Chicago Cubs Should Stay Far Away From Big Max Scherzer Contract Offer

By Oliver VanDervoort
Max Scherzer
Steve Mitchell-USA TODAY Sports

With Max Scherzer turning down the Detroit Tigers‘ contract extension offer, there appear to be a number of teams already lining up to begin the bidding after the season. If the Chicago Cubs are smart, they won’t be standing in that line.

Why, you might ask do I think the Cubs shouldn’t be anywhere near a Cy Young winning pitcher who is coming off a 21-win season? Quite simply because that particular pitcher isn’t going to be worth the contract he will demand.

Reports indicate Scherzer turned down a six-year contract worth a little more than $144 million. That averages out to about $24 million per year.

The Cubs certainly should be flush with cash, finally being shed of that gargantuan Alfonso Soriano contract, but the team shouldn’t foolishly get itself into another situation where they are paying tens of millions of dollars to a player well after they’re useful.

The Tigers’ superstar is 29 years old. The problem isn’t his age now, its what his age will be whenever his next contract is likely up.

It seems possible Scherzer will be looking for a six- or seven-year deal and for more money than the $24 million per he was offered by Detroit. The length of the deal means the Cy Young winner will be 35 or 36 when whatever team signs him is free from his contract.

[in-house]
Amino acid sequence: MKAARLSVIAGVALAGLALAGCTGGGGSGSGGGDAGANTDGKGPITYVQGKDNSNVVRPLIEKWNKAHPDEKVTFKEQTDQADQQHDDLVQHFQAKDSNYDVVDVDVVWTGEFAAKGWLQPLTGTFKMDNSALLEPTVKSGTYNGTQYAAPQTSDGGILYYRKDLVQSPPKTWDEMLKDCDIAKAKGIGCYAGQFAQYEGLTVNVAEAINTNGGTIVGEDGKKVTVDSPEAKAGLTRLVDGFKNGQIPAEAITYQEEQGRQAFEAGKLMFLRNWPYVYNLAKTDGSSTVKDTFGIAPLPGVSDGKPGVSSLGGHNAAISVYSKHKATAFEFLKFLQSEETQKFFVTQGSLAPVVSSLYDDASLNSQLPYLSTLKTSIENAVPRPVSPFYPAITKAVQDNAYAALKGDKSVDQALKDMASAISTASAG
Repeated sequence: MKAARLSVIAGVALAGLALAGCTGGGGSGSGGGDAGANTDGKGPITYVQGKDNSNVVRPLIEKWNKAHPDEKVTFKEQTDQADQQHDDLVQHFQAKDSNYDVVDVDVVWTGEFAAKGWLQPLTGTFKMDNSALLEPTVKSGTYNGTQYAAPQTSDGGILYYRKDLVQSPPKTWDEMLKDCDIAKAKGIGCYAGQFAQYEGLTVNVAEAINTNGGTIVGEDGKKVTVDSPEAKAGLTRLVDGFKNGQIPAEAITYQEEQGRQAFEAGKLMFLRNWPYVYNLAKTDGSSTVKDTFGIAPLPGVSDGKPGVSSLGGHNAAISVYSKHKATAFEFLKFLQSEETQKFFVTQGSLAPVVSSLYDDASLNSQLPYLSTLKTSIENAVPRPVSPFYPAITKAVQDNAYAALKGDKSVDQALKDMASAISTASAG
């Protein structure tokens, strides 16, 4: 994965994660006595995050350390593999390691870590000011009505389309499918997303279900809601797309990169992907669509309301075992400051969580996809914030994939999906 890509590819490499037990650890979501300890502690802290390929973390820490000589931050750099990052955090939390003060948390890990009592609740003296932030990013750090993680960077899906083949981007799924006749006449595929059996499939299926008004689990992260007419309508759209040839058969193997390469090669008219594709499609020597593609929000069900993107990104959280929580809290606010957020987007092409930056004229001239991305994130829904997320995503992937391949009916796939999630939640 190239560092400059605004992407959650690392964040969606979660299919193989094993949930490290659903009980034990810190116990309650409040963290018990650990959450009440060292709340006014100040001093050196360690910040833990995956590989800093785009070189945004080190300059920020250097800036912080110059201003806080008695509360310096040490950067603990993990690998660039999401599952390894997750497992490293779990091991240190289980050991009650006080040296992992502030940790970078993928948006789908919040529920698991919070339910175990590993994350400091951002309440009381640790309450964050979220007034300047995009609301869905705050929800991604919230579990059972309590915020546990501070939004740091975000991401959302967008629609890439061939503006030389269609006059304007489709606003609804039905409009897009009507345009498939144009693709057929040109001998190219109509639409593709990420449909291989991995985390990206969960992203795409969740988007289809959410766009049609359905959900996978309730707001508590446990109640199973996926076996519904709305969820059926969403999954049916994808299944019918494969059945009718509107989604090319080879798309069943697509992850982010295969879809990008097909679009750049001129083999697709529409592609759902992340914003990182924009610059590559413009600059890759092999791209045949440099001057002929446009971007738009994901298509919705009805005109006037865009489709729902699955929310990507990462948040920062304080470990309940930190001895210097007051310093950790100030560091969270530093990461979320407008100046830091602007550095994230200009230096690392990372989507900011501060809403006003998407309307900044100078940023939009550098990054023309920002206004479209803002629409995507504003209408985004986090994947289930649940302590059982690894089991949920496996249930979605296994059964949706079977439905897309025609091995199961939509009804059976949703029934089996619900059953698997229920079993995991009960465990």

Chicago has been willing to spend that kind of money on talented free-agent pitchers in the past, but the difference here is Scherzer’s age. The last two pitchers the Cubs went after with a blank check (Masahiro Tanaka and Yu Darvish) are or were 25 when the bidding began.

Some will argue that acquiring a pitcher the quality of Scherzer outweighs the costs at the end of his contract. There are advocates who want Chicago to pursue the best player on the open market now and worry about tomorrow, tomorrow.

Jim Hendry would certainly agree with that approach and it’s why the Cubs are in the situation they find themselves today. As attractive as Max Scherzer will be, the Chicago Cubs should stay far away.

Oliver VanDervoort is a Chicago Cubs writer for Follow him on Twitter @Bovandy, “Like” him on Facebook or add him to your network on Google

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